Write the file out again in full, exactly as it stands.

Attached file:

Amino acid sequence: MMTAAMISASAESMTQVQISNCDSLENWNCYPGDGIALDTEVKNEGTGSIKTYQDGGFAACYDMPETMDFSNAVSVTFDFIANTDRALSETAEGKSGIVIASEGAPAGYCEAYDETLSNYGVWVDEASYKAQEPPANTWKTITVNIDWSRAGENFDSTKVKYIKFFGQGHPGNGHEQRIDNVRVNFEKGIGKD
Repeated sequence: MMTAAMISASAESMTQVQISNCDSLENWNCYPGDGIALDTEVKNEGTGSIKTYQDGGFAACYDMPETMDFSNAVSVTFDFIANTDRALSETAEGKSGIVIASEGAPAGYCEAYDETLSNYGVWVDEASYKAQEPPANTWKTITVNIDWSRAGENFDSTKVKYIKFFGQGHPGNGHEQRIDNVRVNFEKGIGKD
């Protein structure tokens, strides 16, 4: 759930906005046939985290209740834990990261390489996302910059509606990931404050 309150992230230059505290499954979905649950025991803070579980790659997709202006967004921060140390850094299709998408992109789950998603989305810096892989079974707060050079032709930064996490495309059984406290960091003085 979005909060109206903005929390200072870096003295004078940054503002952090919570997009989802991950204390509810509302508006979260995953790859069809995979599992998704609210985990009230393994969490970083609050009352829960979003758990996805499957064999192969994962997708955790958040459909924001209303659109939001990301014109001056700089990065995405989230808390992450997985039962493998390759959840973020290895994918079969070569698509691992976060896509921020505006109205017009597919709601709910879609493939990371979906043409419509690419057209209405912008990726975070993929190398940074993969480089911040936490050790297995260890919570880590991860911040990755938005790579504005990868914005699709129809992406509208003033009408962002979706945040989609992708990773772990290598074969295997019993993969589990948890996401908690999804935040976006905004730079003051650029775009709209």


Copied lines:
Amino acid sequence: MMTAAMISASAESMTQVQISNCDSLENWNCYPGDGIALDTEVKNEGTGSIKTYQDGGFAACYDMPETMDFSNAVSVTFDFIANTDRALSETAEGKSGIVIASEGAPAGYCEAYDETLSNYGVWVDEASYKAQEPPANTWKTITVNIDWSRAGENFDSTKVKYIKFFGQGHPGNGHEQRIDNVRVNFEKGIGKD
Repeated sequence: MMTAAMISASAESMTQVQISNCDSLENWNCYPGDGIALDTEVKNEGTGSIKTYQDGGFAACYDMPETMDFSNAVSVTFDFIANTDRALSETAEGKSGIVIASEGAPAGYCEAYDETLSNYGVWVDEASYKAQEPPANTWKTITVNIDWSRAGENFDSTKVKYIKFFGQGHPGNGHEQRIDNVRVNFEKGIGKD
């Protein structure tokens, strides 16, 4: 759930906005046939985290209740834990990261390489996302910059509606990931404050 309150992230230059505290499954979905649950025991803070579980790659997709202006967004921060140390850094299709998408992109789950998603989305810096892989079974707060050079032709930064996490495309059984406290960091003085 979005909060109206903005929390200072870096003295004078940054503002952090919570997009989802991950204390509810509302508006979260995953790859069809995979599992998704609210985990009230393994969490970083609050009352829960979003758990996805499957064999192969994962997708955790958040459909924001209303659109939001990301014109001056700089990065995405989230808390992450997985039962493998390759959840973020290895994918079969070569698509691992976060896509921020505006109205017009597919709601709910879609493939990371979906043409419509690419057209209405912008990726975070993929190398940074993969480089911040936490050790297995260890919570880590991860911040990755938005790579504005990868914005699709129809992406509208003033009408962002979706945040989609992708990773772990290598074969295997019993993969589990948890996401908690999804935040976006905004730079003051650029775009709209």